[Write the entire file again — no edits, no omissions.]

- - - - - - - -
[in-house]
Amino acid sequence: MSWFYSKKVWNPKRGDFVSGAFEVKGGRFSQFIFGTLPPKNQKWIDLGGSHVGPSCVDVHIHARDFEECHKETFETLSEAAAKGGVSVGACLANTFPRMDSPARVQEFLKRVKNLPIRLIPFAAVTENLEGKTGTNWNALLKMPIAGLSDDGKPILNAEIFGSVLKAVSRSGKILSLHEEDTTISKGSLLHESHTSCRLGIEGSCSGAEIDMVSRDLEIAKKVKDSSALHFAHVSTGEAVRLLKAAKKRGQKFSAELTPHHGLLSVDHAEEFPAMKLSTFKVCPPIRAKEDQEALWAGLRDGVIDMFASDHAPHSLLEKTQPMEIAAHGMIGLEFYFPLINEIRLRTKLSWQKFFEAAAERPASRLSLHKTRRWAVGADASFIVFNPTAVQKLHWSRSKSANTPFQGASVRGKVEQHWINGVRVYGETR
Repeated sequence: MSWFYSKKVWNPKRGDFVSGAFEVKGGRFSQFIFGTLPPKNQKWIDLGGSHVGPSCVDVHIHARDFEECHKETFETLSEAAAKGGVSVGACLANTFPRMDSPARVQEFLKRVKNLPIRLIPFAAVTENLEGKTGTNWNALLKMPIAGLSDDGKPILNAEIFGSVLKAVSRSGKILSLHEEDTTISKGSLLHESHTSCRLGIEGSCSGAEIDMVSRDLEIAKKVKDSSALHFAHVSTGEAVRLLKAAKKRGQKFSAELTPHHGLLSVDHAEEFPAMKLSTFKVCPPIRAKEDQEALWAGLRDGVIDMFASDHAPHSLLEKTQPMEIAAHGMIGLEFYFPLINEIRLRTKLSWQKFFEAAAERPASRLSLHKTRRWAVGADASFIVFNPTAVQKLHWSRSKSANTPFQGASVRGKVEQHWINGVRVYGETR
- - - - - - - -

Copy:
[in-house]
Amino acid sequence: MSWFYSKKVWNPKRGDFVSGAFEVKGGRFSQFIFGTLPPKNQKWIDLGGSHVGPSCVDVHIHARDFEECHKETFETLSEAAAKGGVSVGACLANTFPRMDSPARVQEFLKRVKNLPIRLIPFAAVTENLEGKTGTNWNALLKMPIAGLSDDGKPILNAEIFGSVLKAVSRSGKILSLHEEDTTISKGSLLHESHTSCRLGIEGSCSGAEIDMVSRDLEIAKKVKDSSALHFAHVSTGEAVRLLKAAKKRGQKFSAELTPHHGLLSVDHAEEFPAMKLSTFKVCPPIRAKEDQEALWAGLRDGVIDMFASDHAPHSLLEKTQPMEIAAHGMIGLEFYFPLINEIRLRTKLSWQKFFEAAAERPASRLSLHKTRRWAVGADASFIVFNPTAVQKLHWSRSKSANTPFQGASVRGKVEQHWINGVRVYGETR
Repeated sequence: MSWFYSKKVWNPKRGDFVSGAFEVKGGRFSQFIFGTLPPKNQKWIDLGGSHVGPSCVDVHIHARDFEECHKETFETLSEAAAKGGVSVGACLANTFPRMDSPARVQEFLKRVKNLPIRLIPFAAVTENLEGKTGTNWNALLKMPIAGLSDDGKPILNAEIFGSVLKAVSRSGKILSLHEEDTTISKGSLLHESHTSCRLGIEGSCSGAEIDMVSRDLEIAKKVKDSSALHFAHVSTGEAVRLLKAAKKRGQKFSAELTPHHGLLSVDHAEEFPAMKLSTFKVCPPIRAKEDQEALWAGLRDGVIDMFASDHAPHSLLEKTQPMEIAAHGMIGLEFYFPLINEIRLRTKLSWQKFFEAAAERPASRLSLHKTRRWAVGADASFIVFNPTAVQKLHWSRSKSANTPFQGASVRGKVEQHWINGVRVYGETR